Excellent work by PhD student Chloe Richards on recent work published in the Materials Section of the publication Molecules. The piece is titled ‘Assessment of Antifouling Potential of Novel Transparent Sol Gel Coatings for Application in the Marine Environment.’
Her work encompasses overcoming the biofouling that occurs when artificial structures are immersed in water, arising from accumulation of organic matter and marine organisms. Accumulation of the biomass on such structures leads to damage of ships, sensors and buoys. Such damage is associated with economic loss for a variety of industries. Chloe has aimed to use structures and textures inspired by nature to overcome biofouling. The surface topography of marine fauna such as ‘brill’ fish and crabs exhibit antifouling properties. The published article describes a study of transparent coatings with potential sensor applications based on test panels deployed in marine environments for time scales of 9 and 13 months.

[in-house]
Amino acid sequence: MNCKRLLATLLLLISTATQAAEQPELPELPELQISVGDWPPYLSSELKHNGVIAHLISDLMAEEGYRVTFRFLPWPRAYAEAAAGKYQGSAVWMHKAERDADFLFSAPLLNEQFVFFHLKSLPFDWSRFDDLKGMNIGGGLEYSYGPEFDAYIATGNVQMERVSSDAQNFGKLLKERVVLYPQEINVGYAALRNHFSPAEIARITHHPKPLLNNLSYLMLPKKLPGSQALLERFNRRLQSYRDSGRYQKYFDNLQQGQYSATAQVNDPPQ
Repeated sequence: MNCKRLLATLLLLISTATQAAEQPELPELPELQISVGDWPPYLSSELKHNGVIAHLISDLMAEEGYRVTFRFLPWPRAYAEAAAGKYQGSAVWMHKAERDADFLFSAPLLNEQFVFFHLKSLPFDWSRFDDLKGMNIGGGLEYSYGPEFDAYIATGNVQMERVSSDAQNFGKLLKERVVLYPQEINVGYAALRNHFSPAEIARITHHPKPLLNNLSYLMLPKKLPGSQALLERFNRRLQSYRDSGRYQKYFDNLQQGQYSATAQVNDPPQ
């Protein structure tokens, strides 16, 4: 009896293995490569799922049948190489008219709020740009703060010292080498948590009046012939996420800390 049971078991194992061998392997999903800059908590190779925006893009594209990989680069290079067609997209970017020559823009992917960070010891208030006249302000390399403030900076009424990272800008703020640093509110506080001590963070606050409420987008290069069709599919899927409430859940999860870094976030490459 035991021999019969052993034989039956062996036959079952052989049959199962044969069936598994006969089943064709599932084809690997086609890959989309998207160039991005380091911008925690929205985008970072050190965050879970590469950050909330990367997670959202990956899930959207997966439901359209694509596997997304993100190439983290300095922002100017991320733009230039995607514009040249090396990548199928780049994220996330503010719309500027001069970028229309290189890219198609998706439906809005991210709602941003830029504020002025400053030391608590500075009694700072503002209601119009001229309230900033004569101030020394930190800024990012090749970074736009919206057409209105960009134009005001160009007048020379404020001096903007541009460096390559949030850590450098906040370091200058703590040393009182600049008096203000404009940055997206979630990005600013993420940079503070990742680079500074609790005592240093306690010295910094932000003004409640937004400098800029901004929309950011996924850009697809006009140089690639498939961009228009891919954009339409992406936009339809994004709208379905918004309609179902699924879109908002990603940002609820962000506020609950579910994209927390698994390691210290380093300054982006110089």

In recent years, there has become a growing need for the development of antifouling technology for application in the marine environment. The accumulation of large quantities of biomass on these surfaces cause substantial economic burdens within the marine industry, or adversely impact the performance of sensor technologies. Here, we present a study of transparent coatings with potential for applications on sensors or devices with optical windows. The focus of the study is on the abundance and diversity of biofouling organisms that accumulate on glass panels coated with novel transparent or opaque organically modified silicate (ORMOSIL) coatings. The diatom assessment was used to determine the effectiveness of the coatings against biofouling. Test panels were deployed in a marine environment in Galway Bay for durations of nine and thirteen months to examine differences in biofilm formation in both microfouling and macrofouling conditions. The most effective coating is one which consists of precursor, tetraethyl orthosilicate (HC006) that has a water contact angle > 100, without significant roughness (43.52 nm). However, improved roughness and wettability of a second coating, diethoxydimethylsilane (DMDEOS), showed real promise in relation to macrofouling reduction.